Property C is our lowest priced property at $850,000. It also requires the biggest renovations at $60,000 before we can rent it out. The actual investment is more of less the same at $258,000 – with $170,000 in downpayment, $28,000 in closing costs, and $60,000 in renovations.
After renovations, the rents are similar to Property B and when you combine this with a smaller mortgage, we have better cash flows at $800 per month. We also get the most value add appreciation here so the total 5 year return for Property C is 165%.
Which Is The Right Property For You?
If you look purely from a returns standpoint, Property C looks the most attractive – but it might not be right for everyone!
You’d actually choose Property A, if you don’t want to deal with any renovations. Even though you don’t get value add appreciation, a higher priced property has better cap rates so your total return is still very good. You can also argue that there’s lower tenant concentration risk here because there’s more units. The hardest part here is mortgage qualifications – because it’s a higher priced property, you’ll need a bigger mortgage which might be your biggest barrier.
You’d choose Property B if you want more balanced returns from more sources of income: cash flows, market appreciation, principal paydown plus value add appreciation. In exchange, you’ll have more upfront work here, but the renovation risk is low since it’s just cosmetic. Another thing is that you might be limited to these options if you can’t qualify for a bigger mortgage.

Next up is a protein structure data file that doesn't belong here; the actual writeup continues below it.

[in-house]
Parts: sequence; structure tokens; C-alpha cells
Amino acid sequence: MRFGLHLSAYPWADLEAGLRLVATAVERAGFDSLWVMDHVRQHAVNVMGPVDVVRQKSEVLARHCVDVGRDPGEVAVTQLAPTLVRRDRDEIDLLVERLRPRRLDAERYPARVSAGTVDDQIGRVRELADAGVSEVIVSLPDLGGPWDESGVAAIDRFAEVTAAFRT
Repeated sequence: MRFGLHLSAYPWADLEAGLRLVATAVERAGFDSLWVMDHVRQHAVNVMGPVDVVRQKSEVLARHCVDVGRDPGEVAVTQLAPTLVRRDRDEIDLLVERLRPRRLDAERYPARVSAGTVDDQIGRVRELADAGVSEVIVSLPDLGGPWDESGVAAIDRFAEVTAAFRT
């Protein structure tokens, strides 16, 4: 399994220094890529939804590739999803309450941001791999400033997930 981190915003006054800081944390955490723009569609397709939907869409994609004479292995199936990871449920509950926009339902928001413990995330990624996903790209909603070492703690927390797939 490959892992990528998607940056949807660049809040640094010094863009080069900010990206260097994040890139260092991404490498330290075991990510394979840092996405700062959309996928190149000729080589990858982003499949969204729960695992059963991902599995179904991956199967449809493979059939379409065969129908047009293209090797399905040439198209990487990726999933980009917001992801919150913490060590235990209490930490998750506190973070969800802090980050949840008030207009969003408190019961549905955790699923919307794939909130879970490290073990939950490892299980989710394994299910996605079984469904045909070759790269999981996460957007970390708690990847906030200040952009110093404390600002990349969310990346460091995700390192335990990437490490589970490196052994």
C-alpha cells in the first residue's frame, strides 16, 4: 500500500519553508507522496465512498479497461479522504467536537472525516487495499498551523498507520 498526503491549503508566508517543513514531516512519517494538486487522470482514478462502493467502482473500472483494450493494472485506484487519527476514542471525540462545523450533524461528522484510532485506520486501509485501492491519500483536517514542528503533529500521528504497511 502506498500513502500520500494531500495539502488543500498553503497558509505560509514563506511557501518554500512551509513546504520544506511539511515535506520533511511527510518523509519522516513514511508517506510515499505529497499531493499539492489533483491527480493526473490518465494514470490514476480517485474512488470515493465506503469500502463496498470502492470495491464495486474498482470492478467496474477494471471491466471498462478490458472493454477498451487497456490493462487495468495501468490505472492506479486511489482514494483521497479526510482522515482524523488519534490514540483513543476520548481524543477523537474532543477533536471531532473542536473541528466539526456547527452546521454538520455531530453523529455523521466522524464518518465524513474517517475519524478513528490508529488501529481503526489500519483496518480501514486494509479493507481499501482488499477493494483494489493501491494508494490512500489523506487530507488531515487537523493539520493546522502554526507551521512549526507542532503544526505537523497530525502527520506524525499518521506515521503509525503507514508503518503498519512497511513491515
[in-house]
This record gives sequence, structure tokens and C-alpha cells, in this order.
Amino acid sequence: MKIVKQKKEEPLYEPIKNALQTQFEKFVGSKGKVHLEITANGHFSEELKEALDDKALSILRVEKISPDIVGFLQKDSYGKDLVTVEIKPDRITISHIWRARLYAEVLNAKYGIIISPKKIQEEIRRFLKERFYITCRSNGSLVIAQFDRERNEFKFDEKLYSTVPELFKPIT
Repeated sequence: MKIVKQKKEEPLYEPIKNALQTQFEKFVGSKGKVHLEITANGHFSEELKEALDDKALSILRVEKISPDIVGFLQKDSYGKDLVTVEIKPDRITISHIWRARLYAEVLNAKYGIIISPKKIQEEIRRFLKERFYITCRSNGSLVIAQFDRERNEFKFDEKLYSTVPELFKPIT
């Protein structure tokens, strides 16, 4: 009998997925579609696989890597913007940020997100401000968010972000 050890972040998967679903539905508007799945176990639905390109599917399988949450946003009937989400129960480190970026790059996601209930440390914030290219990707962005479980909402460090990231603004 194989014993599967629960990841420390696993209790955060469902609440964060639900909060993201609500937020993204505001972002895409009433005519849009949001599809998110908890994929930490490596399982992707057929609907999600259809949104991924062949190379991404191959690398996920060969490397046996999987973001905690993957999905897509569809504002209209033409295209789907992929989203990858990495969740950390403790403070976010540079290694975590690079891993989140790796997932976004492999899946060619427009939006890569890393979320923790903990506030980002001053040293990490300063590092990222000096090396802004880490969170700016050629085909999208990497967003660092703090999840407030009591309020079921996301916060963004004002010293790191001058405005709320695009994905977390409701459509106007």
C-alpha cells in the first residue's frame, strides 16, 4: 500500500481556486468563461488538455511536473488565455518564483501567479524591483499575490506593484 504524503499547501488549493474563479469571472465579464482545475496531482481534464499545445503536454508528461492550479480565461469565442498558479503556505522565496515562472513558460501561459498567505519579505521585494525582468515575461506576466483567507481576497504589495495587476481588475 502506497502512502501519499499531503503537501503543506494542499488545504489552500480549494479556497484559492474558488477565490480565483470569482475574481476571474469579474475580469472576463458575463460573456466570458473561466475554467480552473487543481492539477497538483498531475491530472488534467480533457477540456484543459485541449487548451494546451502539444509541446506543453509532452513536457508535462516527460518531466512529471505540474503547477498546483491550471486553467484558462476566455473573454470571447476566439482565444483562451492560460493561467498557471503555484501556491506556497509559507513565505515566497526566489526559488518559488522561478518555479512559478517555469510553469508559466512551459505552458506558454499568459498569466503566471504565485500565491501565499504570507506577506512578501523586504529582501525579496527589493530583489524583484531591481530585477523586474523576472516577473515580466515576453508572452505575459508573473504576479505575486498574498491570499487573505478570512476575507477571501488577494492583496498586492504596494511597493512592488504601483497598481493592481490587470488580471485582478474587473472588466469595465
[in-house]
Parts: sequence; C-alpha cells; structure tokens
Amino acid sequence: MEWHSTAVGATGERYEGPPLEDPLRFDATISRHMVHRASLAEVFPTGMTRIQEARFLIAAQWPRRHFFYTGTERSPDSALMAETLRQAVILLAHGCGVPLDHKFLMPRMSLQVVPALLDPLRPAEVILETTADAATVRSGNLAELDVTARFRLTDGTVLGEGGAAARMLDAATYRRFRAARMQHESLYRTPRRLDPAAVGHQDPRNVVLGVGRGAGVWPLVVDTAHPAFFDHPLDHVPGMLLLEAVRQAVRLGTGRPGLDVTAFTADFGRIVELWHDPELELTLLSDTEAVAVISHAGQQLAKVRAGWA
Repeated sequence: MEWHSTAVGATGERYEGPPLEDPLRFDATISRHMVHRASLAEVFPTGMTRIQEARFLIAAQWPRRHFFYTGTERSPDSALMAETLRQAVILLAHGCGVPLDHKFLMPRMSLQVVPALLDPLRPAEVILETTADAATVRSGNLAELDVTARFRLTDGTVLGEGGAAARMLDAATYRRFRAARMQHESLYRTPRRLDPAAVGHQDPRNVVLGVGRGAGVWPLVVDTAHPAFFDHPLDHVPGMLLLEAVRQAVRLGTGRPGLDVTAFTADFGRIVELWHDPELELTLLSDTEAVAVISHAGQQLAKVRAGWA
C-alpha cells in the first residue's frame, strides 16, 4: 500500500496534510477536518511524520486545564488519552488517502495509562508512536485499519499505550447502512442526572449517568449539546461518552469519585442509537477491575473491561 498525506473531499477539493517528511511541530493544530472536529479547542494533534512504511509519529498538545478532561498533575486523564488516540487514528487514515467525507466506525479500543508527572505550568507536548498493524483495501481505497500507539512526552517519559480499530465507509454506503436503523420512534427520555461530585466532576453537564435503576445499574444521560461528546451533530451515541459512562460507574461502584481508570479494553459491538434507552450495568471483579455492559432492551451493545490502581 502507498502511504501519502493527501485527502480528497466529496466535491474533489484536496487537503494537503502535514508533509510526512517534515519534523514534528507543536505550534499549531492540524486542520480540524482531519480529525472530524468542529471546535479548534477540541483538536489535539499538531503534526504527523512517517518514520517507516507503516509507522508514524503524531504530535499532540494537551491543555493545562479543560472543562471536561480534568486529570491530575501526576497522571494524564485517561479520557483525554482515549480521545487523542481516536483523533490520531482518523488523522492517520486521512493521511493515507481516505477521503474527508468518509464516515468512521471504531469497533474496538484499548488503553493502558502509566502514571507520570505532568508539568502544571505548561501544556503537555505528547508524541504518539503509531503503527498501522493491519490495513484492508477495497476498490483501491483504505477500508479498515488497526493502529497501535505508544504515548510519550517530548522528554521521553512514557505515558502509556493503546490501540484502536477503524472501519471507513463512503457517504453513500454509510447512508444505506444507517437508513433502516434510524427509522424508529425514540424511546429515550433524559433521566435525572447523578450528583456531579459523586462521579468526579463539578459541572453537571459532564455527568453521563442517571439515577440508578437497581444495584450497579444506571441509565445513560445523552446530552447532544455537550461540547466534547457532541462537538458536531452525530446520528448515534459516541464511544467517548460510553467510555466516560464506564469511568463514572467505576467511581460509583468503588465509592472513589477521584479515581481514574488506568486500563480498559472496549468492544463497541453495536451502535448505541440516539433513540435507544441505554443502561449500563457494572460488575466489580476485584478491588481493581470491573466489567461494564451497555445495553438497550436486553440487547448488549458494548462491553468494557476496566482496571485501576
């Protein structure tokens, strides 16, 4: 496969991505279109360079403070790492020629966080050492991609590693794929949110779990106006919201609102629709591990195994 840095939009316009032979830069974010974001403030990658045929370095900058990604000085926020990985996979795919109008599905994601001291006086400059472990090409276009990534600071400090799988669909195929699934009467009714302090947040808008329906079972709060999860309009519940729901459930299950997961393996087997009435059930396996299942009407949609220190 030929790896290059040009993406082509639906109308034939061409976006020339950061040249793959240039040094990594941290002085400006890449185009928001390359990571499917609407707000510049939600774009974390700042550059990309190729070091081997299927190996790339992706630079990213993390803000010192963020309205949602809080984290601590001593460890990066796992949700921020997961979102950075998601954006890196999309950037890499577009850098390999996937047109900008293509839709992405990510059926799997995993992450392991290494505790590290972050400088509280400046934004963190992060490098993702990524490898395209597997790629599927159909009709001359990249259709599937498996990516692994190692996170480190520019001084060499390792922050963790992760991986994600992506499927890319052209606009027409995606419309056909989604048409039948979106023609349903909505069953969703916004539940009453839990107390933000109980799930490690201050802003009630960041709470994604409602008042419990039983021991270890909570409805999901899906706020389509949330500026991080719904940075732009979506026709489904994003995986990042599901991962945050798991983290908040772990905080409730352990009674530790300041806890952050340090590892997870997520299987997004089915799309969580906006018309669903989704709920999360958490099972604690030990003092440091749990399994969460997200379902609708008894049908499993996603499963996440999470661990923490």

Property C has the best returns because you can get the biggest benefit from value add work. However, this typically involves more renovation risk so you would need be more experienced to come out successful. These properties are also lower priced, which means they are easier to qualify for and have better cash flows.
Finally, if you are looking to grow your real estate portfolio quickly, many real estate investors choose these properties because value add appreciation can give a big bump in values over a short period of time. If you want to learn more about this strategy, you can check out this video.
Now if we look at this in a different way, we can see that the best real estate returns come from a combinations of better cap rates and additional value add appreciation. So if you have more capital and can qualify for larger mortgages, then choosing higher priced properties that require renovations can generate the best returns.
On the other hand of the spectrum, if your limiting factor is capital, then you can look into house hacking to qualify for a lower downpayment. House hacking is a fancy term that basically means that you live in one of the units in your investment property. When you live in a property – instead of 20% downpayment, you can qualify for a lower downpayment with mortgage insurance. This can mean the difference between the ability to only invest in a condo while renting a separate place to live vs. now being able to invest in a house.
When you compare these two options, there is less outgoing cash flow if you house hack, you’ll get more appreciation and principal pay down in absolute terms, and you’ll have better leverage as well. So from a returns standpoint, you’ll get better returns if you’re alright with living in part of your investment property.
If you’re not sure what type of freehold investment property in Toronto is right for you, we’re happy to give you some recommendations. Head over to the link below to connect with us!